A delegation from the Chinese Education Association for International Exchange (CEAIE) visited the College of Staten Island (CSI) campus last week as a part of an ongoing effort to promote the advancement of education, culture, science, technology, and understanding among all peoples of the world.
The visit, the most recent of several, entitled “Enriching the Student Experience at the College of Staten Island,” involved 19 delegates including Zhao Qiman, Vice President of Southeast University in China, who headed the group. The delegates were welcomed by CSI President Dr. Tomás D. Morales; Dr. A. Ramona Brown, Vice President for Student Affairs; and Dr. Ann Lubrano, Acting Associate Provost for Undergraduate Studies and Academic Programs.
“The program was all about enhancing the student experience,” said Ann Helm, Director of the Center for International Service, who also spoke during the visit. Each one of the speakers touched a different yet integral part of the CSI college experience. Dr. Brown began the discussion, speaking about “non-credit strategies for success,” notably an expanded orientation program as well as the CSI Career and Scholarship Center. Dr. Lubrano spoke about academic programs such as the Undergraduate Research Conference.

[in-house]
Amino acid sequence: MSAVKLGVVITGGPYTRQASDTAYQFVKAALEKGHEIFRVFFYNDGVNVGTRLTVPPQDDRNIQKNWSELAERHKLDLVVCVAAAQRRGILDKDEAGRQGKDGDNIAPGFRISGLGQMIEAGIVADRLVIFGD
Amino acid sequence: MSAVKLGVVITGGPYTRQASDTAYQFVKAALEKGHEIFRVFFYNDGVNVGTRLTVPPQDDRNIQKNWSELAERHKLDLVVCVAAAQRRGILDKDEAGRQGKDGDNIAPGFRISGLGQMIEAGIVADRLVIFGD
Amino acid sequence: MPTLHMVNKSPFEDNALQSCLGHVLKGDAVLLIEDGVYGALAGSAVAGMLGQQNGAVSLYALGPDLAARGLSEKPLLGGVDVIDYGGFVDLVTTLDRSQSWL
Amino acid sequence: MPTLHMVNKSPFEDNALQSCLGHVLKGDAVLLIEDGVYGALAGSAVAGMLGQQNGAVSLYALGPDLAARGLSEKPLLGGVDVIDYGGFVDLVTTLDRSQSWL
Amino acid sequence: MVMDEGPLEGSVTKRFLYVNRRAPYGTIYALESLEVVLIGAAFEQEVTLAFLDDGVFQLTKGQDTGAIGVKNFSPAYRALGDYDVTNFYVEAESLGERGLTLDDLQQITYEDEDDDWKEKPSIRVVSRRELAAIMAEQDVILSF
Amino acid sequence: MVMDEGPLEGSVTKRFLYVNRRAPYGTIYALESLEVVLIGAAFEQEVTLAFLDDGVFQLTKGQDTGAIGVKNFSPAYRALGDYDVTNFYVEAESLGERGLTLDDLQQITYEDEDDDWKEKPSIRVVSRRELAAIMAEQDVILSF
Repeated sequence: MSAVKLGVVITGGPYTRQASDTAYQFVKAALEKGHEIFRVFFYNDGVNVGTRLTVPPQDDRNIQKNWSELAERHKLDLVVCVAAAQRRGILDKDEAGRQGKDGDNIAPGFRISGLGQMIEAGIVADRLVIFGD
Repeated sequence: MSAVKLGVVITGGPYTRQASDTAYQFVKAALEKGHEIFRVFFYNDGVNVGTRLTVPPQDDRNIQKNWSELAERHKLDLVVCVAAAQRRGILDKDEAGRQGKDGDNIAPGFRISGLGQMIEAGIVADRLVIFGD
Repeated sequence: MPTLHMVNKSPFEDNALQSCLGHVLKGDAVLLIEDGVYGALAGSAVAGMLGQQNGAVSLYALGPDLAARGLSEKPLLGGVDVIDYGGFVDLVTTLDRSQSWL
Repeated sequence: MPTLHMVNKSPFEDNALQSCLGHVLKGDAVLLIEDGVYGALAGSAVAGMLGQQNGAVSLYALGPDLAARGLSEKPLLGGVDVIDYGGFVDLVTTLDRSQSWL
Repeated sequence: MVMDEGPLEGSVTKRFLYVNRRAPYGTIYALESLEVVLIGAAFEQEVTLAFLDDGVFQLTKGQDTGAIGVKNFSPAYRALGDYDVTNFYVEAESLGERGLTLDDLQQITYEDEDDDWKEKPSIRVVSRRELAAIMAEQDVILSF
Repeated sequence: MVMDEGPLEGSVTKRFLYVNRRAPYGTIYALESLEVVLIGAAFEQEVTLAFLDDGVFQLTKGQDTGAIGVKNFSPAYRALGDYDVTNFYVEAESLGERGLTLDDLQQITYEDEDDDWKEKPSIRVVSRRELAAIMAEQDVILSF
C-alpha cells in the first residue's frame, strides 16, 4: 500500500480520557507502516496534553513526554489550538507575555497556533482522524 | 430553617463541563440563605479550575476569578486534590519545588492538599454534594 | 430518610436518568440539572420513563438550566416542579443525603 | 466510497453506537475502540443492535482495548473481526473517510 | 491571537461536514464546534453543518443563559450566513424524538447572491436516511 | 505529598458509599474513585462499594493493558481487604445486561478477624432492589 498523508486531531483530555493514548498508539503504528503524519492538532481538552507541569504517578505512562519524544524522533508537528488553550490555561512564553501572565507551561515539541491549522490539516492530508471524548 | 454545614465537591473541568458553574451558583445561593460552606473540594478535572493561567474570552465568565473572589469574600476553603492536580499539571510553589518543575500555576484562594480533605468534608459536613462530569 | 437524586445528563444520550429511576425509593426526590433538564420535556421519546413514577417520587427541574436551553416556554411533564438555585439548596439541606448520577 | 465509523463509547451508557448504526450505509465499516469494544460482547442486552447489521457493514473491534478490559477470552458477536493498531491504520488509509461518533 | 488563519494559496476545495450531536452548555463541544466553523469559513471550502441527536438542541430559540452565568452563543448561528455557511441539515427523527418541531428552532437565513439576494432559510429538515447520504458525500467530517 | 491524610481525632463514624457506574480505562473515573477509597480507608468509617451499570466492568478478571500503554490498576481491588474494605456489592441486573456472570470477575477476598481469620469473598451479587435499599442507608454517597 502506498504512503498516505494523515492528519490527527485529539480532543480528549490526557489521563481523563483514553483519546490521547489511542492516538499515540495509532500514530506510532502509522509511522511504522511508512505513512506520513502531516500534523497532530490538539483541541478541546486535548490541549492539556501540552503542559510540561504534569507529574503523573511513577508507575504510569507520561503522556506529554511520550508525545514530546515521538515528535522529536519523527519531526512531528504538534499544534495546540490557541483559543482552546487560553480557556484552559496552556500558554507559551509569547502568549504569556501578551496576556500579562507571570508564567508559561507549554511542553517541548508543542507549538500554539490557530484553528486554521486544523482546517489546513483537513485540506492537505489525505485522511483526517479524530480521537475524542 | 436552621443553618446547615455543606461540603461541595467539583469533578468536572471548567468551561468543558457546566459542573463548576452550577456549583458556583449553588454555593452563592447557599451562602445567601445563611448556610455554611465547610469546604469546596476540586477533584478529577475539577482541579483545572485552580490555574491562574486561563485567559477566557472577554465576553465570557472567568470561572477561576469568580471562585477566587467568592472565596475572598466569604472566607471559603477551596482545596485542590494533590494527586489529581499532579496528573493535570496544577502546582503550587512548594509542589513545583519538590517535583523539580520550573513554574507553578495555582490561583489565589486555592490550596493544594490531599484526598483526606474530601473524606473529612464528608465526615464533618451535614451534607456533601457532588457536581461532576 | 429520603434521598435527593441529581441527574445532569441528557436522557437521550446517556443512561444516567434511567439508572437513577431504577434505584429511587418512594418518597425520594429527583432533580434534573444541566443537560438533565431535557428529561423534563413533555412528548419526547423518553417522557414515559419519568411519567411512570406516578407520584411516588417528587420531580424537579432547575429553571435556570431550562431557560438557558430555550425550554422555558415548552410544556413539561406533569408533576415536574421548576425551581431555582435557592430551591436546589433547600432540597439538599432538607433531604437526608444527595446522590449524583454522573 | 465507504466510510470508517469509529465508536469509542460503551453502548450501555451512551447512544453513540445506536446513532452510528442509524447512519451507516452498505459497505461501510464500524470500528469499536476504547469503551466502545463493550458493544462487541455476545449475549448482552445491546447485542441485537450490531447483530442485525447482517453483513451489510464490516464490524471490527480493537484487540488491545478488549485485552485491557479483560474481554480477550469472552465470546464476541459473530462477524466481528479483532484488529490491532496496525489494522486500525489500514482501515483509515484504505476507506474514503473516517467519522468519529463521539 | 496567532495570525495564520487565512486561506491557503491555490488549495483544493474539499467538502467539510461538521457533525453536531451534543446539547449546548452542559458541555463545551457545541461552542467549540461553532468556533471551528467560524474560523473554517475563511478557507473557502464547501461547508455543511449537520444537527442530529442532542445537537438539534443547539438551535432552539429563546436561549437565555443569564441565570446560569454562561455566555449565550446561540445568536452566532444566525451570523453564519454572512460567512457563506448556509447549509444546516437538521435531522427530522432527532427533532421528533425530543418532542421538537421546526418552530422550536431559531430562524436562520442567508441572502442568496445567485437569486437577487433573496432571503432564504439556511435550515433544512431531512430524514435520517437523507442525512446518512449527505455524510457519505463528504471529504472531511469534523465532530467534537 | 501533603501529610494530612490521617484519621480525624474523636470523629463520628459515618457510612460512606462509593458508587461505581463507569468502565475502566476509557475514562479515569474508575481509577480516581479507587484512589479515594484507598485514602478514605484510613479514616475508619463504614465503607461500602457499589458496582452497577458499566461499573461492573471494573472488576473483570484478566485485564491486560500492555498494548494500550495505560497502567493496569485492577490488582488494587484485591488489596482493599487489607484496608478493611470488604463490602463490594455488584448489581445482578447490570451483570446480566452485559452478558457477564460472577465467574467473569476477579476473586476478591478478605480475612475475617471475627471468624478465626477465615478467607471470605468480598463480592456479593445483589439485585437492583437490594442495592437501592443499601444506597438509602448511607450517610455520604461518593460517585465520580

In all, the delegates were in the process of visiting several campuses but said that they were “impressed by [CSI’s] success as an urban campus located in a suburban environment.” They were also “interested in learning about our success through international exchange activities,” said Helm, who highlighted the strengths of the international program at CSI as well as an expanded relationship with Nanjing University and Shanghai University in China.
The delegates then broke up into several groups for tours that were led by CSI Chinese students and faculty volunteers who pointed out the Library, Campus Center, classroom buildings, and the Center for the Arts, while telling the visitors about their own experiences at CSI.
The CEAIE members had just come from the 63rd Annual Conference and Expo of NASFA: Association of International Educators in Vancouver, British Columbia. The conference involved over 9,000 international education professionals, all gathering in one place for the purpose of attending education training workshops and networking with fellow international educators.
The overall goal of the CEAIE is to “meet the needs of China’s modernization,” according to the CEAIE’s Website. They are China’s most important organization for stimulating international education and exchange. With CSI’s growing relationship with Chinese universities, Helm is hoping that visits such as these will help to increase CSI’s visibility in China, and expand its outreach to peoples and cultures outside of the U.S.